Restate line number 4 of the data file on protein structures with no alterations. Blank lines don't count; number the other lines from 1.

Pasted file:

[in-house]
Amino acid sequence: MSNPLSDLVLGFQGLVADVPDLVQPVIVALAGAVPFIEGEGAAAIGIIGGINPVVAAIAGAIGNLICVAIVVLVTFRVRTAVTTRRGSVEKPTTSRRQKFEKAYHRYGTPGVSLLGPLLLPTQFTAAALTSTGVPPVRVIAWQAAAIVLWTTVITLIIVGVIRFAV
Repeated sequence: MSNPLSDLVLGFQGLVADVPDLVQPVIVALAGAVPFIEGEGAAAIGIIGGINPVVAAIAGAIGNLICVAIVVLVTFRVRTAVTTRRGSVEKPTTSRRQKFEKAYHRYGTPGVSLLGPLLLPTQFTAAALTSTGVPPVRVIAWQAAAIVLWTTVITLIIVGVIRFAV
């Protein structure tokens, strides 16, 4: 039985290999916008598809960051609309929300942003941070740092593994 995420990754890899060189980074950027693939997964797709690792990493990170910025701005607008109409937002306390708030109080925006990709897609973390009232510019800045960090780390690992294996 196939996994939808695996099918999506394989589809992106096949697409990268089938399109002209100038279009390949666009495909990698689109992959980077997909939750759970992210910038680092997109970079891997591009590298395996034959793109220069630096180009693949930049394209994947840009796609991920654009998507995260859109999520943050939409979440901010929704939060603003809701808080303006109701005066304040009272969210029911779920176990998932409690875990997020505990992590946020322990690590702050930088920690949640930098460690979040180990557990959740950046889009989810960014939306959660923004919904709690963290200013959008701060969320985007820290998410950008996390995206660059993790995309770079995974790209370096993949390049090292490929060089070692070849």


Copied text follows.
């Protein structure tokens, strides 16, 4: 039985290999916008598809960051609309929300942003941070740092593994 995420990754890899060189980074950027693939997964797709690792990493990170910025701005607008109409937002306390708030109080925006990709897609973390009232510019800045960090780390690992294996 196939996994939808695996099918999506394989589809992106096949697409990268089938399109002209100038279009390949666009495909990698689109992959980077997909939750759970992210910038680092997109970079891997591009590298395996034959793109220069630096180009693949930049394209994947840009796609991920654009998507995260859109999520943050939409979440901010929704939060603003809701808080303006109701005066304040009272969210029911779920176990998932409690875990997020505990992590946020322990690590702050930088920690949640930098460690979040180990557990959740950046889009989810960014939306959660923004919904709690963290200013959008701060969320985007820290998410950008996390995206660059993790995309770079995974790209370096993949390049090292490929060089070692070849």